A collection specification string creates a collection of files by scanning file directories and looking for matches. It can optionally extract a date from a filename. It has these parts:

  • A root directory (absolute file path).
  • Followed by an optional /**/ indicating to scan all subdirectories under the root directory.
  • Followed by a regular expression that is applied to the filename.
  • An optional date extractor may be specified that computes a date from the filename.

Example 1


All files ending with nc in the directory /data/ldm/pub/native/grid/NCEP/GFS/Alaska_191km. The .nc$ is a regular expression which tries to match the path name after the top directory /data/ldm/pub/native/grid/NCEP/GFS/Alaska_191km/. The . means any number of any character and the nc$ means “ending with nc”. If you want to make sure it ends with .nc, you need:


Since . is a special character in regular expressions, one needs to escape it to match a literal ., so \.nc$ means match the characters .nc at the end of the string.

It’s generally important to use the $ to indicate the end of string, since a common convention is to write auxiliary files by naming them <org file>.<ext>, and you need to eliminate the auxiliary files from the collection.

Example 2


All files ending with .nc in the directory /data/ldm/pub/native/grid/NCEP/GFS/Alaska_191km and its subdirectories.

Example 3


Search the directory /data/ldm/pub/native/grid/NCEP/GFS/Alaska_191km and its subdirectories for files that match the regular expression:


Remember that an unescaped . matches any character. An escaped \. matches the literal . character.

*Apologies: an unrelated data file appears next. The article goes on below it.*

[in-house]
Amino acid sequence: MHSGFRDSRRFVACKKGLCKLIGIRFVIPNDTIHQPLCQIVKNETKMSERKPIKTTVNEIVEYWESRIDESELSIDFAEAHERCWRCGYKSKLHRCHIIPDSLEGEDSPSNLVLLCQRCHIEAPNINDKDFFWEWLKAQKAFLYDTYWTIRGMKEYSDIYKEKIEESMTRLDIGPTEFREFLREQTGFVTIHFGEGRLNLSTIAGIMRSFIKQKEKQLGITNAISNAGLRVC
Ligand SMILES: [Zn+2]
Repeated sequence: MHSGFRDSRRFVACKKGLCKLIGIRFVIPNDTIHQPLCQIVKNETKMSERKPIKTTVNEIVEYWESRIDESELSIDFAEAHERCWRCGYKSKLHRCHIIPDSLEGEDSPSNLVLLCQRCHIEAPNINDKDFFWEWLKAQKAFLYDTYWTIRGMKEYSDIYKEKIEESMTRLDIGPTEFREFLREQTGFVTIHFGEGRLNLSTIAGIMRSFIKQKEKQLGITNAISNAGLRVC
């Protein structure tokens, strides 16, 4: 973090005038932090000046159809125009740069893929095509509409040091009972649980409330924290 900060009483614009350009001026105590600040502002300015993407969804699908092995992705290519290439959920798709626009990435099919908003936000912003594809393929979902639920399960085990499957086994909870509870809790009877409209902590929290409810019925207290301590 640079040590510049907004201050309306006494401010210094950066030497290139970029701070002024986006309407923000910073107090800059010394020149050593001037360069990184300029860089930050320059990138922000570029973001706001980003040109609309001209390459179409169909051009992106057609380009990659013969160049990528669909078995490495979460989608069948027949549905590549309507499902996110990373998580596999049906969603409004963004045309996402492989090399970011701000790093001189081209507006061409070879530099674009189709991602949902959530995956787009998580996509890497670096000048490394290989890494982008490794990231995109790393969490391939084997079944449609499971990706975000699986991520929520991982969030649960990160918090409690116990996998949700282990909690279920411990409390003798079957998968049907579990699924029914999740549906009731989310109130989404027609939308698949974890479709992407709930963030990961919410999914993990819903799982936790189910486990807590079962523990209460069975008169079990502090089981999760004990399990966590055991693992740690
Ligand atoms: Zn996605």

From the filename, extract the date by applying the SimpleDateFormat template yyyyMMdd_HHmm to the portion of the filename after GFS_Alaska_191km.

Method For Constructing Collection Specification Strings

The idea is that one copies an example file path, and then modifies it.
For example, copy an example filename:


Modify it to include subdirectories:


Demarcate the part of the filename where the run date is encoded, using # chars:


Substitute a SimpleDateFormat:


Make sure the name ends with grib1:



You have to escape any of these regular expression literal characters that you want to match. It’s a good idea to avoid these characters in directory and file names, except the .

  • The dot character . matches any single character.
  • A ^ character matches the null string at the start of a line.
  • A $ character matches the null string at the end of a line.

The date extractor can only be used on the filename in a collection specification string. If the date is part of a directory name, use the more general dateFormatMark on the collection element.

The date extractor element cannot be used after the regular expression. So GFS_Alaska_191km_#yyyyMMdd_HHmm#.*grib$ is ok, but GFS.*km#yyyyMMdd_HHmm#grib$ is not.

Use the more general dateFormatMark:

<collection spec="/data/ldm/pub/native/grid/NCEP/GFS/Alaska_191km/**/GFS.*km.*grib$" dateFormatMark="yyyyMMdd_HHmm#.grib#$" />

References for regular expressions